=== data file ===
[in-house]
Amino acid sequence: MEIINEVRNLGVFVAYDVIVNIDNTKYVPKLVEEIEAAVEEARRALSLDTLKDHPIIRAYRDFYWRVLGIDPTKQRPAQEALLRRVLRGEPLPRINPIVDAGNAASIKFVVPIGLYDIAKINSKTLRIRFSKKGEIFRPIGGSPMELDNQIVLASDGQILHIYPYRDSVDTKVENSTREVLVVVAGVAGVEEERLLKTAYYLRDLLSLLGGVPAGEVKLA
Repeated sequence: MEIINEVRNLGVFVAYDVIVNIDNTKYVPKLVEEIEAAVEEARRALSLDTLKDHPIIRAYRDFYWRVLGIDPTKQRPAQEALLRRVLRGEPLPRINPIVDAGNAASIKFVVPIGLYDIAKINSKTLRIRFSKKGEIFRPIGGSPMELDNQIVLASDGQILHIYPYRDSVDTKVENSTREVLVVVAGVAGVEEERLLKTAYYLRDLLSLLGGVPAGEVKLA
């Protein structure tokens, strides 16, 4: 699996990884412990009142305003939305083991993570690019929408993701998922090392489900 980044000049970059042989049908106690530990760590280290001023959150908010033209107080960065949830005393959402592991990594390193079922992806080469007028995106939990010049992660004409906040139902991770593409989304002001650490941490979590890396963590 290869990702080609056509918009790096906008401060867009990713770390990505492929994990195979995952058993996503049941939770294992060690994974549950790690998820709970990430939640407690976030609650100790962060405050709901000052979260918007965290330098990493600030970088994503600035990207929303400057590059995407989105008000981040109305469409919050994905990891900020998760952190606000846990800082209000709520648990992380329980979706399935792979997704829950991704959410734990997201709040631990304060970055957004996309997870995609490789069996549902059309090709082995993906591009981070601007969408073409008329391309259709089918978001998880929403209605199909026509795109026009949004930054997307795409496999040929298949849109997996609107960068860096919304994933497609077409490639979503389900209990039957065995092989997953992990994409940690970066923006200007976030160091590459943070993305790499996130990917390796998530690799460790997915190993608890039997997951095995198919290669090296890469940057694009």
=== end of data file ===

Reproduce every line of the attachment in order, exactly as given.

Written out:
[in-house]
Amino acid sequence: MEIINEVRNLGVFVAYDVIVNIDNTKYVPKLVEEIEAAVEEARRALSLDTLKDHPIIRAYRDFYWRVLGIDPTKQRPAQEALLRRVLRGEPLPRINPIVDAGNAASIKFVVPIGLYDIAKINSKTLRIRFSKKGEIFRPIGGSPMELDNQIVLASDGQILHIYPYRDSVDTKVENSTREVLVVVAGVAGVEEERLLKTAYYLRDLLSLLGGVPAGEVKLA
Repeated sequence: MEIINEVRNLGVFVAYDVIVNIDNTKYVPKLVEEIEAAVEEARRALSLDTLKDHPIIRAYRDFYWRVLGIDPTKQRPAQEALLRRVLRGEPLPRINPIVDAGNAASIKFVVPIGLYDIAKINSKTLRIRFSKKGEIFRPIGGSPMELDNQIVLASDGQILHIYPYRDSVDTKVENSTREVLVVVAGVAGVEEERLLKTAYYLRDLLSLLGGVPAGEVKLA
């Protein structure tokens, strides 16, 4: 699996990884412990009142305003939305083991993570690019929408993701998922090392489900 980044000049970059042989049908106690530990760590280290001023959150908010033209107080960065949830005393959402592991990594390193079922992806080469007028995106939990010049992660004409906040139902991770593409989304002001650490941490979590890396963590 290869990702080609056509918009790096906008401060867009990713770390990505492929994990195979995952058993996503049941939770294992060690994974549950790690998820709970990430939640407690976030609650100790962060405050709901000052979260918007965290330098990493600030970088994503600035990207929303400057590059995407989105008000981040109305469409919050994905990891900020998760952190606000846990800082209000709520648990992380329980979706399935792979997704829950991704959410734990997201709040631990304060970055957004996309997870995609490789069996549902059309090709082995993906591009981070601007969408073409008329391309259709089918978001998880929403209605199909026509795109026009949004930054997307795409496999040929298949849109997996609107960068860096919304994933497609077409490639979503389900209990039957065995092989997953992990994409940690970066923006200007976030160091590459943070993305790499996130990917390796998530690799460790997915190993608890039997997951095995198919290669090296890469940057694009």